Penn is returning to TV in Rob Greenberg’s single-camera comedy pilot for CBS titled Ex-Men. This past season, he recurred on that network’s How I Met Your Mother. He also recently toplined ABC’s comedy pilot Prairie Dogs. But he’s probably best known for leaving Fox drama House and acting for a 2-year stint at the White House as associate director in the Office of Public Engagement (under his real name, Kalpen Modi). ”It felt worth trying to be part of such a pivotal moment in history,” Penn told Deadline afterwards. ”And let’s face it, people don’t go into acting for the career stability. You do it because you’re passionate. I found the same true about public service.”
Harvey Weinstein, TV producer Steve Levitan, ICM’s Chris Silbermann, UTA’s Rob Prinz, manager-producer Jason Weinberg and talent managers Eric Ortner, Greg Mertz, Bruce Flohr, Michael Green, Steve Moir and Bill Silva were among Hollywood figures invited to meet with President Obama on Tuesday before he left for San Francisco. These …
This week, actor Kal Penn left Washington D.C. after serving two years as White House associate director in the Office of Public Engagement. In D.C., he used his real name, Kalpen Modi, and worked in the Barack Obama administration after persuading the producers of House to kill off his character so he could pursue a path that was not without risk. Penn is half of the Harold and Kumar stoner duo that is a contemporary answer to Cheech and Chong, but in real life he’s a bright guy who’s working on a graduate certificate in international security at Stanford and who once served as a visiting lecturer in Asian American studies at the University of Pennsylvania. Penn will now try to reclaim his career with A Very Harold & Kumar 3D Christmas coming this fall, a stint on the CBS sitcom How I Met Your Mother and a permanent place (he hopes) as the star of a sitcom vehicle he’ll create for NBC with Dan Spilo. He spoke to Deadline about his detour and why interrupting his momentum for two years was worth it.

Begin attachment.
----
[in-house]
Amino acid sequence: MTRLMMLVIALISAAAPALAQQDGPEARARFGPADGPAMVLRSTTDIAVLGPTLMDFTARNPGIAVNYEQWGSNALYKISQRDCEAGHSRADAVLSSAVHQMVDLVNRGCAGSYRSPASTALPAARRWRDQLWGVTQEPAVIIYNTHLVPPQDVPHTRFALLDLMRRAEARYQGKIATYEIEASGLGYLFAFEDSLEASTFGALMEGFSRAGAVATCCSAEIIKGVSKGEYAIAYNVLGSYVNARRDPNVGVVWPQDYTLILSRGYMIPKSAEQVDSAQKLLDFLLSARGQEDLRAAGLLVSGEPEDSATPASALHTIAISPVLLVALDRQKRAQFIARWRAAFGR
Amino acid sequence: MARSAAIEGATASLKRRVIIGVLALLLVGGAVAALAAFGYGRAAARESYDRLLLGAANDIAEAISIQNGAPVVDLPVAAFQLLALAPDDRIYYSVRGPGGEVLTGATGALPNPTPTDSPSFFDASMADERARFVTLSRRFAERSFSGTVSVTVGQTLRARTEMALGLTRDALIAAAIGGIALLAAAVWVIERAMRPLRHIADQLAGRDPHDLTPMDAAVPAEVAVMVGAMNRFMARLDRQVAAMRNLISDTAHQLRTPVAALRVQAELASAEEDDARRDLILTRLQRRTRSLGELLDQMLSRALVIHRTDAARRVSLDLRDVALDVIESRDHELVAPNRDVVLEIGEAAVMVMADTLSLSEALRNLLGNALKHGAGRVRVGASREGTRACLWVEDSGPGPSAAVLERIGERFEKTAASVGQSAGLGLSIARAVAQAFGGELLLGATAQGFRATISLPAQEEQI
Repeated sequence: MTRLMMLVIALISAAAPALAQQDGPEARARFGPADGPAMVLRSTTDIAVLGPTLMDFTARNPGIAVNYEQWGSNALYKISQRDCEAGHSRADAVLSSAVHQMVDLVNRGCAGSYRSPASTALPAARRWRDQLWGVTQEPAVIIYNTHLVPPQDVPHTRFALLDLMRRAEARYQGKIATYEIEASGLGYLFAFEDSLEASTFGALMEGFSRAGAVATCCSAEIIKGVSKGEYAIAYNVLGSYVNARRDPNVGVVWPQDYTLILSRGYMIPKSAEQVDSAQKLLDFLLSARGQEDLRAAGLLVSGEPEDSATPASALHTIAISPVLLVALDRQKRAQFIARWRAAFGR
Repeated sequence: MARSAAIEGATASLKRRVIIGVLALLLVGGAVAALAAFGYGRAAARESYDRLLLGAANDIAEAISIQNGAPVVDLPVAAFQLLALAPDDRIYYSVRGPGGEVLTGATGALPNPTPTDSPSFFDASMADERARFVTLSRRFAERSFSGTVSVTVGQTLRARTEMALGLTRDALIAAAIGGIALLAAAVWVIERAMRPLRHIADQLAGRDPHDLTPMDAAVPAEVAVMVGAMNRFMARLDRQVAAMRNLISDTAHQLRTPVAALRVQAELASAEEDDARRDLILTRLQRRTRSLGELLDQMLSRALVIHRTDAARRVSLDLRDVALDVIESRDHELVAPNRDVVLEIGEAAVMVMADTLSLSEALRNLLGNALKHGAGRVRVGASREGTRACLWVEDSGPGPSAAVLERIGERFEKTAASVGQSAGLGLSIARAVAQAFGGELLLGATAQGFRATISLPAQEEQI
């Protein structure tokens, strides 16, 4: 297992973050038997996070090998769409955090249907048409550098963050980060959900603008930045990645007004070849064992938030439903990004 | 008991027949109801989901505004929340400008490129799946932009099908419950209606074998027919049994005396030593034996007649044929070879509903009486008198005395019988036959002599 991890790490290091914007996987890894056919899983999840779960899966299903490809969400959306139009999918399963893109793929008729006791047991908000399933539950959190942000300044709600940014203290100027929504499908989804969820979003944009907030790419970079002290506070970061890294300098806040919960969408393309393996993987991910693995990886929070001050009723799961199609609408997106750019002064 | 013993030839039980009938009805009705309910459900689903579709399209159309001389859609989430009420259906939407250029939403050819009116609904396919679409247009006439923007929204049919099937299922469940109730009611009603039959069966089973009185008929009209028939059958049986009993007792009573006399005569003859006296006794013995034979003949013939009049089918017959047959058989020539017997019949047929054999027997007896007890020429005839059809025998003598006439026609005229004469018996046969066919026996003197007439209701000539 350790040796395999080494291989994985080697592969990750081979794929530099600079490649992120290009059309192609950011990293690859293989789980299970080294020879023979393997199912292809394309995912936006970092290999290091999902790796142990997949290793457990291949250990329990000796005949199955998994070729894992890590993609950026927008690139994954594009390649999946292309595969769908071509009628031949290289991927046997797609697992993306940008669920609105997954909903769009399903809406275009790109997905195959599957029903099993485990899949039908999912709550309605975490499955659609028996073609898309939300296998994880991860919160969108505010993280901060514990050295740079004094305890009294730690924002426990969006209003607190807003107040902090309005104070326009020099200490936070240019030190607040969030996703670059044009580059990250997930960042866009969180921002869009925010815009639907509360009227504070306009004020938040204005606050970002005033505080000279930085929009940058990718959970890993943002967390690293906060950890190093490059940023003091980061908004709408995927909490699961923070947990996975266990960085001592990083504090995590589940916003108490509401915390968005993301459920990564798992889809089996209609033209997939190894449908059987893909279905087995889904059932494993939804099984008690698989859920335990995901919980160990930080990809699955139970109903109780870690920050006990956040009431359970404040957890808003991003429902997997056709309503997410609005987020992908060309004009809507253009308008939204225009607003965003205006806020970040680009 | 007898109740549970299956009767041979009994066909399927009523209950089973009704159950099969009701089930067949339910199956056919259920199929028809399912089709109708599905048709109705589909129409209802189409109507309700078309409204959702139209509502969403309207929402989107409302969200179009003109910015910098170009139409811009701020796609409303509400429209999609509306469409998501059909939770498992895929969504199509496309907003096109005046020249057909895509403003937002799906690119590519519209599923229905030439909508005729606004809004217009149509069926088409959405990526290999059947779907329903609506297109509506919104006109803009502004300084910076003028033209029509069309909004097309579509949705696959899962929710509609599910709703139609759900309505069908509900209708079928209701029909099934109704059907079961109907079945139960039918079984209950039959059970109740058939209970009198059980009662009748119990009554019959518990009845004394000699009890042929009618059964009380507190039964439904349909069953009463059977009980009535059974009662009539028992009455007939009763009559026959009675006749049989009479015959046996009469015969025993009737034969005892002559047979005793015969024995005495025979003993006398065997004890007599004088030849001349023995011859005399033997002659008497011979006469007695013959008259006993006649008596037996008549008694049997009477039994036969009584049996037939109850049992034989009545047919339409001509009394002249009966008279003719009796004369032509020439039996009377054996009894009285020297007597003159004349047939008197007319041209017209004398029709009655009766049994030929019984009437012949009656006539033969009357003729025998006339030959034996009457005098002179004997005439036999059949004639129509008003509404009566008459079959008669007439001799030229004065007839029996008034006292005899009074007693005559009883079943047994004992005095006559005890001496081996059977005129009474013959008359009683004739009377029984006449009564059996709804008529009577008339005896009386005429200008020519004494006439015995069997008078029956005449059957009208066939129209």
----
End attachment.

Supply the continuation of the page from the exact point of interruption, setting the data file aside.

DEADLINE: Putting your career on hold to work in the White House has to bring a fear you might be forgotten. What does it mean to you to return with a stint on How I Met Your Mother and this NBC deal for your own show for next fall?
PENN: I was completely floored by the opportunity to develop and produce a half hour comedy for NBC. When I was starting out, what I always wanted was to be able to become a producer and take a risk, find a setting and a spin on it that’s funny, and hope it catches on. The shows I’ve most loved in the last couple of years were the NBC shows 30 Rock and The Office. Whether it’s astronauts going to the moon or something else, I hope we can find an underlying theme and make it hilarious. With 30 Rock and The Office, the humor comes from the characters and the writing and I’m excited to do something creative like that. How I Met Your Mother will be about five episodes and it will be fun to work again with Neil Patrick Harris after three Harold and Kumar films.